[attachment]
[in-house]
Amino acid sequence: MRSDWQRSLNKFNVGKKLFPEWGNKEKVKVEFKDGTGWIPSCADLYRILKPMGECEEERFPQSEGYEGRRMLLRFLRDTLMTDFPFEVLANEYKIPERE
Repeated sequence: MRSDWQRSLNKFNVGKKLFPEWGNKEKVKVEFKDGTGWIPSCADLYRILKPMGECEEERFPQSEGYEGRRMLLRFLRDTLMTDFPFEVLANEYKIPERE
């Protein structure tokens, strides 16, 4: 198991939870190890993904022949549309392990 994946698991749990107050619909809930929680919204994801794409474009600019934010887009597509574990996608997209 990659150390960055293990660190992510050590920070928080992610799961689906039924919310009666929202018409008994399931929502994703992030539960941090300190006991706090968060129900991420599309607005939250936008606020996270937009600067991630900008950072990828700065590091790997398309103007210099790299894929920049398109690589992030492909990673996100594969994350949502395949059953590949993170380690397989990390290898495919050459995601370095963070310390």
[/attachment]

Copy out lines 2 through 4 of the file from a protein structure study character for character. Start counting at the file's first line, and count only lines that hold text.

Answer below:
Amino acid sequence: MRSDWQRSLNKFNVGKKLFPEWGNKEKVKVEFKDGTGWIPSCADLYRILKPMGECEEERFPQSEGYEGRRMLLRFLRDTLMTDFPFEVLANEYKIPERE
Repeated sequence: MRSDWQRSLNKFNVGKKLFPEWGNKEKVKVEFKDGTGWIPSCADLYRILKPMGECEEERFPQSEGYEGRRMLLRFLRDTLMTDFPFEVLANEYKIPERE
């Protein structure tokens, strides 16, 4: 198991939870190890993904022949549309392990 994946698991749990107050619909809930929680919204994801794409474009600019934010887009597509574990996608997209 990659150390960055293990660190992510050590920070928080992610799961689906039924919310009666929202018409008994399931929502994703992030539960941090300190006991706090968060129900991420599309607005939250936008606020996270937009600067991630900008950072990828700065590091790997398309103007210099790299894929920049398109690589992030492909990673996100594969994350949502395949059953590949993170380690397989990390290898495919050459995601370095963070310390």